‘Virginity Tests’ for Female Police Recruits In Indonesia

0

Eight female police applicants in six Indonesian cities who endured the “two finger” test as late as this year have told researchers from the human rights body of the pain and humiliation involved.

The Indonesian government subjects female applicants for Indonesia’s National Police to discriminatory and degrading “virginity tests,” Human Rights Watch said today. Eight female police applicants in six Indonesian cities who endured the “two finger” test as late as this year have told researchers from the human rights body of the pain and humiliation involved.

Police women on duty in Jakarta.

Police women on duty in Jakarta.

Human Rights Watch interviewed female police and police applicants in six Indonesian cities who had undergone the test, two of them in 2014. Applicants who “failed” were not necessarily expelled from the force, but all of the women described the test as painful and traumatic. Policewomen have raised the issue with senior police officials, who have at times claimed the practice has been discontinued. But the test is listed as a requirement for women applicants on the official police recruitment website, and Human Rights Watch interviews suggest it is still being widely applied.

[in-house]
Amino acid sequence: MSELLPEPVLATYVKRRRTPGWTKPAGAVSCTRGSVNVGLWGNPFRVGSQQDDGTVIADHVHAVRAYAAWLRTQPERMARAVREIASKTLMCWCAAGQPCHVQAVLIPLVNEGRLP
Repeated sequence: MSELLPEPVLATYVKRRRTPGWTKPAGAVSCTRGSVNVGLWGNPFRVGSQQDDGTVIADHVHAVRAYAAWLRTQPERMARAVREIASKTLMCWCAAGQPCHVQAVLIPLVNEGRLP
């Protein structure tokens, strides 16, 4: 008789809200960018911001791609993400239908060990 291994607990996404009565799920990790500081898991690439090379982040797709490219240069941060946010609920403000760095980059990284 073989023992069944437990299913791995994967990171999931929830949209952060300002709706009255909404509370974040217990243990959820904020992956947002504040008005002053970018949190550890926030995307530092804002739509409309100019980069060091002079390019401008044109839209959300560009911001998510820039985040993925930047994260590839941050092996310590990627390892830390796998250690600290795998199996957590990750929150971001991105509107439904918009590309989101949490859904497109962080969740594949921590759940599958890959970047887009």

“The Indonesian National Police’s use of ‘virginity tests’ is a discriminatory practice that harms and humiliates women,” said Nisha Varia, associate women’s rights director at Human Rights Watch. “Police authorities in Jakarta need to immediately and unequivocally abolish the test, and then make certain that all police recruiting stations nationwide stop administering it.”

The tests contravene National Police principles that recruitment must be both “nondiscriminatory” and “humane,” and violate the international human rights to equality, nondiscrimination, and privacy. Coerced “virginity tests” can also constitute cruel, inhuman, or degrading treatment prohibited under international law.

Between May and October 2014, Human Rights Watch interviewed eight current and former policewomen and applicants, as well as police doctors, a police recruitment evaluator, a National Police Commission member, and women’s rights activists. Interviews were conducted in the cities of Bandung, Jakarta, Padang, Pekanbaru, Makassar, and Medan. All of the women who had undergone the test said it was applied to all other women in their police class as well.

Indonesia’s predominant religion is Islam, and, even though premarital sex is common, officials and religious leaders still place a high value on female virginity. A South Sumatra school district last year proposed administering a virginity test on its new high school students.

About 3 per cent of Indonesian police officers are female, but the National Police plans to increase this to about 5 per cent with an unprecedented mass recruitment drive, in which 7000 female cadets have undergone a special seven-month training program.

Human Rights Watch